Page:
When I saw this sculpture by Chris Maddison, I didn’t think it was possible for all the pieces to be freestanding and connected. Even if supports were used, I couldn’t imagine how they could be Lego parts given the haphazard angles that the cubes were positioned. Even zooming on the photo and examining the gaps between the bricks revealed that each small cube is supposedly made out of a plain 2×2 brick sandwiched between a plate and tile. Just when I (and many others) thought the sculpture was impossible, Chris revealed the solution to this wonderful illusion.
Jason Allemann presents a brilliant model built by his partner Kristal — a stunning piece of kinetic sculpture designed to represent what goes on inside the mind of a LEGO engineer.
As a fully-fledged steampunk geek, you can imagine what the video of this creation in action did to me. This is absolute genius — expanding platforms, rising towers, crank-powered electric lighting. Check it out, it’s genuinely brilliant…
This fantastic minifig scale art gallery is a creation by Tyler Sky and his wife Frances. The gallery includes both LEGO depictions of actual works of art and some new creations by the builders themselves. Atop the largest floor, you can see a LEGO version of Four Boats Stranded and inside the large window the obvious red square is part of Composition II in Red, Blue and Yellow. The Orca on display in the foreground is definitely one of my favourite parts of this build.
The inside of Tyler’s art gallery is worth taking a virtual stroll through. See if you can spot the white croissants used as an internal architectural feature. Don’t miss the tribute to Bob Ross on the first floor balcony; he is standing painting happy little trees.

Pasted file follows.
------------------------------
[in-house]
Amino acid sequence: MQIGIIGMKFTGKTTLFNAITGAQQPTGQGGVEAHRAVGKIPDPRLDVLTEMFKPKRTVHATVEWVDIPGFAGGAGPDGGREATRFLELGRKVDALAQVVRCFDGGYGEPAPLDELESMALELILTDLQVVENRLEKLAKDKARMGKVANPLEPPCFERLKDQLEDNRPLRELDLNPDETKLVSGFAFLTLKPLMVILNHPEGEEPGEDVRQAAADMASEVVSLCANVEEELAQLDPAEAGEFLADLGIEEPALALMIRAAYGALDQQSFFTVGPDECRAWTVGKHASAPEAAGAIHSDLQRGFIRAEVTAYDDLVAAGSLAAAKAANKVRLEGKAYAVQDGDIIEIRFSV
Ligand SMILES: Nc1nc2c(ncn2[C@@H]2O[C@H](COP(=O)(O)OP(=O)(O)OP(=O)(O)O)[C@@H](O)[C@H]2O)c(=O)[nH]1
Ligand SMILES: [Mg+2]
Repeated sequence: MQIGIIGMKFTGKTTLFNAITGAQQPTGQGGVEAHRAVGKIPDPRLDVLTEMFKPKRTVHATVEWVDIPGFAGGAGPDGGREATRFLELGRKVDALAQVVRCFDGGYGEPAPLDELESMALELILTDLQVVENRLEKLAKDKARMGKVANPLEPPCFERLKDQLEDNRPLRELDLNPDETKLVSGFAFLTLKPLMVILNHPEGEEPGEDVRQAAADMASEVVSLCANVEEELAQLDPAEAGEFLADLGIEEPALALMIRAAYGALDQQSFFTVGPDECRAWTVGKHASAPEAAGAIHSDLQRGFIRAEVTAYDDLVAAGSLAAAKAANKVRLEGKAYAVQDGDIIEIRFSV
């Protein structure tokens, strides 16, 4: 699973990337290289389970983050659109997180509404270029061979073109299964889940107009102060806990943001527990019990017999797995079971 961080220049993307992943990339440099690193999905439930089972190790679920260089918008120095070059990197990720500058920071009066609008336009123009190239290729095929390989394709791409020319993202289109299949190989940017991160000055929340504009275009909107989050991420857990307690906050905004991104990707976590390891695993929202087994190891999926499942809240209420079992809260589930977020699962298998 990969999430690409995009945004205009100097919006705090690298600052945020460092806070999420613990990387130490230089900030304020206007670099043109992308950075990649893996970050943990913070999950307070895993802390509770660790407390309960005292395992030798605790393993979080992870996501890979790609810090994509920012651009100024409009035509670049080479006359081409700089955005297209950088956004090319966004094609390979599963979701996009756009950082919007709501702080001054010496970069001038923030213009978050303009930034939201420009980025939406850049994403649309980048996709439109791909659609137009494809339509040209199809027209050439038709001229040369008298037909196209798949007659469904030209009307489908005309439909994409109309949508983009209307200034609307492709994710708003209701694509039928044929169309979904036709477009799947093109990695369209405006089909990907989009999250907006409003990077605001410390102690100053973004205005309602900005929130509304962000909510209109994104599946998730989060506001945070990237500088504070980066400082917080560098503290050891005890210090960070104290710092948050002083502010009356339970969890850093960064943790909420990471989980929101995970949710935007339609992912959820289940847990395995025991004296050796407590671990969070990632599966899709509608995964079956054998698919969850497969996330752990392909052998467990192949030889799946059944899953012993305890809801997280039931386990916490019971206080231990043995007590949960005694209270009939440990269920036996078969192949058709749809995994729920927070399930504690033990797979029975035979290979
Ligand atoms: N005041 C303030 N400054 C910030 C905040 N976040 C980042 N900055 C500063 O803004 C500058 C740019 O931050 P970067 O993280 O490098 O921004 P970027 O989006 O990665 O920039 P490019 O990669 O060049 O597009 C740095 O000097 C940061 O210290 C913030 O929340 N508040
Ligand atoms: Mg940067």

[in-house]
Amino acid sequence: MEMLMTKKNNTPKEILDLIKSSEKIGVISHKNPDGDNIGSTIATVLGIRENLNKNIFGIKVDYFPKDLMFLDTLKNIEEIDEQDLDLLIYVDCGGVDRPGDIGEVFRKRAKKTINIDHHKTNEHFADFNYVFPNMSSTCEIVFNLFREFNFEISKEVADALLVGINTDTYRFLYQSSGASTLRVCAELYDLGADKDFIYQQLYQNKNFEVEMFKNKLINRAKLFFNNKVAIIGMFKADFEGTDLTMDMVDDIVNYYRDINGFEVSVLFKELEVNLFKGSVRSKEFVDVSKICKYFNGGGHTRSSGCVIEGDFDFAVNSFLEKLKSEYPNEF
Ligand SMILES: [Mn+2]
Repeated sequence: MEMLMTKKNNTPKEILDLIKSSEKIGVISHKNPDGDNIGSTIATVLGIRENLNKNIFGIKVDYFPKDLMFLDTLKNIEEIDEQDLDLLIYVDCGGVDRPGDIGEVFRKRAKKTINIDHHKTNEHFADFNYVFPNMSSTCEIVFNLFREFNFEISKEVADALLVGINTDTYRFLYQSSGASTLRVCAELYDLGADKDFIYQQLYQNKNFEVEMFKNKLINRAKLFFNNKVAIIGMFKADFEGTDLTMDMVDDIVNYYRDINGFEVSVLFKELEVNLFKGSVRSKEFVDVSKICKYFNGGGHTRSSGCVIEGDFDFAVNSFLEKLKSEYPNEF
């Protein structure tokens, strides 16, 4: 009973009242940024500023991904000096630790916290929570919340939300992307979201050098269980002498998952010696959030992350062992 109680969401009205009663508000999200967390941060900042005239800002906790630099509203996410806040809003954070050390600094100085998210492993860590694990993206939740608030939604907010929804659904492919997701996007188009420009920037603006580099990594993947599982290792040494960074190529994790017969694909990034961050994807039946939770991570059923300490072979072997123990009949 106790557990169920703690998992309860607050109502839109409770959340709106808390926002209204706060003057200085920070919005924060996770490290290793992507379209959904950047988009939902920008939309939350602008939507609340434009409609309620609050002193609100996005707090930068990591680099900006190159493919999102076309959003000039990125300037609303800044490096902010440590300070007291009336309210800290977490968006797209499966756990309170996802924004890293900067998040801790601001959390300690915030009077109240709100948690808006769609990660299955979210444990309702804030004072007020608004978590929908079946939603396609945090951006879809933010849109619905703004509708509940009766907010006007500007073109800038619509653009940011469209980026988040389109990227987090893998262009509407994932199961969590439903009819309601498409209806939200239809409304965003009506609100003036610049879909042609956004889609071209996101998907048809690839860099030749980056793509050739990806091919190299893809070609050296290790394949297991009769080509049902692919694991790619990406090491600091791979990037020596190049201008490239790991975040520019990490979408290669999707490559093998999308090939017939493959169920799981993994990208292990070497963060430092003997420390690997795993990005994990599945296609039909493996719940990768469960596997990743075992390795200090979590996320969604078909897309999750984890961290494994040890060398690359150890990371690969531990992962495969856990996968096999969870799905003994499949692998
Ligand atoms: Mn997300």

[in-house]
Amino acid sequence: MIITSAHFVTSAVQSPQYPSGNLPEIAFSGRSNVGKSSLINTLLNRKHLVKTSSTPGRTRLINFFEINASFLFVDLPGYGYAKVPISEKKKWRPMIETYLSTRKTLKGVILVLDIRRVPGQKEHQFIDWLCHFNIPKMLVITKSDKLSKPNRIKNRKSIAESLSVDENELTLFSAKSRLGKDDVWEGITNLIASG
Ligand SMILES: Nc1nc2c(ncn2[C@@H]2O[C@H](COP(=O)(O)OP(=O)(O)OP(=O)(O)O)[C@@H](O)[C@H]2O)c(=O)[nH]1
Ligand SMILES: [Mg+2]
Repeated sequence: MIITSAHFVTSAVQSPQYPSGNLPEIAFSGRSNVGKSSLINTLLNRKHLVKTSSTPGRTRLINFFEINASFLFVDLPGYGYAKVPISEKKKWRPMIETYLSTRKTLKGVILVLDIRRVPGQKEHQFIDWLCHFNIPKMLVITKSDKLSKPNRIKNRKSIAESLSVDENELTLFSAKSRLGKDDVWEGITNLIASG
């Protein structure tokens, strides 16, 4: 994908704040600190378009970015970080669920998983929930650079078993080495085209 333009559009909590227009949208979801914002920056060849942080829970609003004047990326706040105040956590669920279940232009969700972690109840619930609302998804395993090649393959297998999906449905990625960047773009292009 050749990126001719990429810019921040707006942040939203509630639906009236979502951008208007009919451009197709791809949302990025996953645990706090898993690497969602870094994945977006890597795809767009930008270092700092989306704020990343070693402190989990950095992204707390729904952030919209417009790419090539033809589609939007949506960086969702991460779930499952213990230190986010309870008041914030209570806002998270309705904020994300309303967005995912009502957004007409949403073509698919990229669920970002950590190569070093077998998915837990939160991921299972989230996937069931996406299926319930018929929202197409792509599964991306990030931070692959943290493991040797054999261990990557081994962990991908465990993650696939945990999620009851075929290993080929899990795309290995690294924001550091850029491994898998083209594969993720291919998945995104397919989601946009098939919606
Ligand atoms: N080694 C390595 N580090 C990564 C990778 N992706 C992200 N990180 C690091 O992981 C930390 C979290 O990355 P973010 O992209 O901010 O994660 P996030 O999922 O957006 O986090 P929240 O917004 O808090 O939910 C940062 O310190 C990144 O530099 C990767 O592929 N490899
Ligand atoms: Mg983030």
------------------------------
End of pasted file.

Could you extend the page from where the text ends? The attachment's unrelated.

Julius von Brunk built this amazing self-portrait bust in LEGO bricks. There’s great brickwork here, capturing the curves, planes, and lines of a head and face more accurately than you’d expect possible using plastic blocks. But for me, the main attraction is that raised eyebrow. It transforms this from being a cool technical achievement into a genuine portrait with a sense of character.
The stunningly accurate classic-rock album covers just keep coming! Following the Led Zeppelin and Pink Floyd album covers we featured this month, comes W. Navarre‘s terrific LEGO version of Kansas’ Point of Know Return. Compare Navarre’s version to the original cover and you’ll see that he nailed it. I particularly love the Kansas lettering and eclipsed sun. I’m crossing my fingers that album covers will become a new LEGO building style after this bombardment of awesomeness.
Hot on the heels of the Division Bell album cover comes another amazing LEGO classic rock album cover. This time builder David Zambito created Led Zeppelin’s untitled fourth album (nicknamed “Zoso” or just “IV” by fans). The album is widely considered to be Zeppelin’s best (the final song is “Stairway to Heaven” after all), and looks phenomenal in brick.